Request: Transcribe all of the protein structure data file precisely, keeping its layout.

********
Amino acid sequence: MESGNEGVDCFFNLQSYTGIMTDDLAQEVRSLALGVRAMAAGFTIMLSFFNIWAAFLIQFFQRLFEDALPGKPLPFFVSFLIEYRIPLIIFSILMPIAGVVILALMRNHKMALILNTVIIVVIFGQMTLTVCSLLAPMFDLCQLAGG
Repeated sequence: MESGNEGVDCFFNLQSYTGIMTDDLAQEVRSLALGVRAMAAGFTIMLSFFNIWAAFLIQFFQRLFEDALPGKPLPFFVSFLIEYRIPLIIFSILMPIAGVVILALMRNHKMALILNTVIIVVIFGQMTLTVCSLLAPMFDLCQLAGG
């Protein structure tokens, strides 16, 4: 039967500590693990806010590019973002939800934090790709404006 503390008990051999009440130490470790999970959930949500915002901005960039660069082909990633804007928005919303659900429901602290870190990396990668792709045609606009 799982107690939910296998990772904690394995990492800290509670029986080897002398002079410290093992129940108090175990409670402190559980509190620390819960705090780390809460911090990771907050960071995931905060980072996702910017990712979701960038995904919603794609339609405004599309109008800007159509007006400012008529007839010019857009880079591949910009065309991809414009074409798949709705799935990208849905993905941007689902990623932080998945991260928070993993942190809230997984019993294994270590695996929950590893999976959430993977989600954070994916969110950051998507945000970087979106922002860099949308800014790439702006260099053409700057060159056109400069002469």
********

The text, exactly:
Amino acid sequence: MESGNEGVDCFFNLQSYTGIMTDDLAQEVRSLALGVRAMAAGFTIMLSFFNIWAAFLIQFFQRLFEDALPGKPLPFFVSFLIEYRIPLIIFSILMPIAGVVILALMRNHKMALILNTVIIVVIFGQMTLTVCSLLAPMFDLCQLAGG
Repeated sequence: MESGNEGVDCFFNLQSYTGIMTDDLAQEVRSLALGVRAMAAGFTIMLSFFNIWAAFLIQFFQRLFEDALPGKPLPFFVSFLIEYRIPLIIFSILMPIAGVVILALMRNHKMALILNTVIIVVIFGQMTLTVCSLLAPMFDLCQLAGG
């Protein structure tokens, strides 16, 4: 039967500590693990806010590019973002939800934090790709404006 503390008990051999009440130490470790999970959930949500915002901005960039660069082909990633804007928005919303659900429901602290870190990396990668792709045609606009 799982107690939910296998990772904690394995990492800290509670029986080897002398002079410290093992129940108090175990409670402190559980509190620390819960705090780390809460911090990771907050960071995931905060980072996702910017990712979701960038995904919603794609339609405004599309109008800007159509007006400012008529007839010019857009880079591949910009065309991809414009074409798949709705799935990208849905993905941007689902990623932080998945991260928070993993942190809230997984019993294994270590695996929950590893999976959430993977989600954070994916969110950051998507945000970087979106922002860099949308800014790439702006260099053409700057060159056109400069002469």